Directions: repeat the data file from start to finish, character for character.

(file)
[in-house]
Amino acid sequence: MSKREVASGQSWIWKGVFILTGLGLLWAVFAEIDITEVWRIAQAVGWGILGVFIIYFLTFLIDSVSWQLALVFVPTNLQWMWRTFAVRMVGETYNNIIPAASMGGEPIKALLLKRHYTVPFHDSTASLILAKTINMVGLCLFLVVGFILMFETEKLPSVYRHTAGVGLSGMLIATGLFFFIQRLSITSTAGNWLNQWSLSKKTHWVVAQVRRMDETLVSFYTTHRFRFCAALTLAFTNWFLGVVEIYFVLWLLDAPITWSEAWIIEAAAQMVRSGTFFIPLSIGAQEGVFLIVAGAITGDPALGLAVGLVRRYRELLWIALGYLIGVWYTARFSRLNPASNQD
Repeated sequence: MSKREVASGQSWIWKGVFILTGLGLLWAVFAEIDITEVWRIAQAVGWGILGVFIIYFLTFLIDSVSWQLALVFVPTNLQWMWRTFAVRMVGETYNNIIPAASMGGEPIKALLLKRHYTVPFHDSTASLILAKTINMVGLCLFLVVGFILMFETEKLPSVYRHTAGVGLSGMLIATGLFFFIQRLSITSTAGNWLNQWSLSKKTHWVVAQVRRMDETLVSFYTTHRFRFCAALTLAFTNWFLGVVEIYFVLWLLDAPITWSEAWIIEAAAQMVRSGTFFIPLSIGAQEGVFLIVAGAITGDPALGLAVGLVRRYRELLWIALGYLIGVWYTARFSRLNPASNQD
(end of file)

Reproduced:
[in-house]
Amino acid sequence: MSKREVASGQSWIWKGVFILTGLGLLWAVFAEIDITEVWRIAQAVGWGILGVFIIYFLTFLIDSVSWQLALVFVPTNLQWMWRTFAVRMVGETYNNIIPAASMGGEPIKALLLKRHYTVPFHDSTASLILAKTINMVGLCLFLVVGFILMFETEKLPSVYRHTAGVGLSGMLIATGLFFFIQRLSITSTAGNWLNQWSLSKKTHWVVAQVRRMDETLVSFYTTHRFRFCAALTLAFTNWFLGVVEIYFVLWLLDAPITWSEAWIIEAAAQMVRSGTFFIPLSIGAQEGVFLIVAGAITGDPALGLAVGLVRRYRELLWIALGYLIGVWYTARFSRLNPASNQD
Repeated sequence: MSKREVASGQSWIWKGVFILTGLGLLWAVFAEIDITEVWRIAQAVGWGILGVFIIYFLTFLIDSVSWQLALVFVPTNLQWMWRTFAVRMVGETYNNIIPAASMGGEPIKALLLKRHYTVPFHDSTASLILAKTINMVGLCLFLVVGFILMFETEKLPSVYRHTAGVGLSGMLIATGLFFFIQRLSITSTAGNWLNQWSLSKKTHWVVAQVRRMDETLVSFYTTHRFRFCAALTLAFTNWFLGVVEIYFVLWLLDAPITWSEAWIIEAAAQMVRSGTFFIPLSIGAQEGVFLIVAGAITGDPALGLAVGLVRRYRELLWIALGYLIGVWYTARFSRLNPASNQD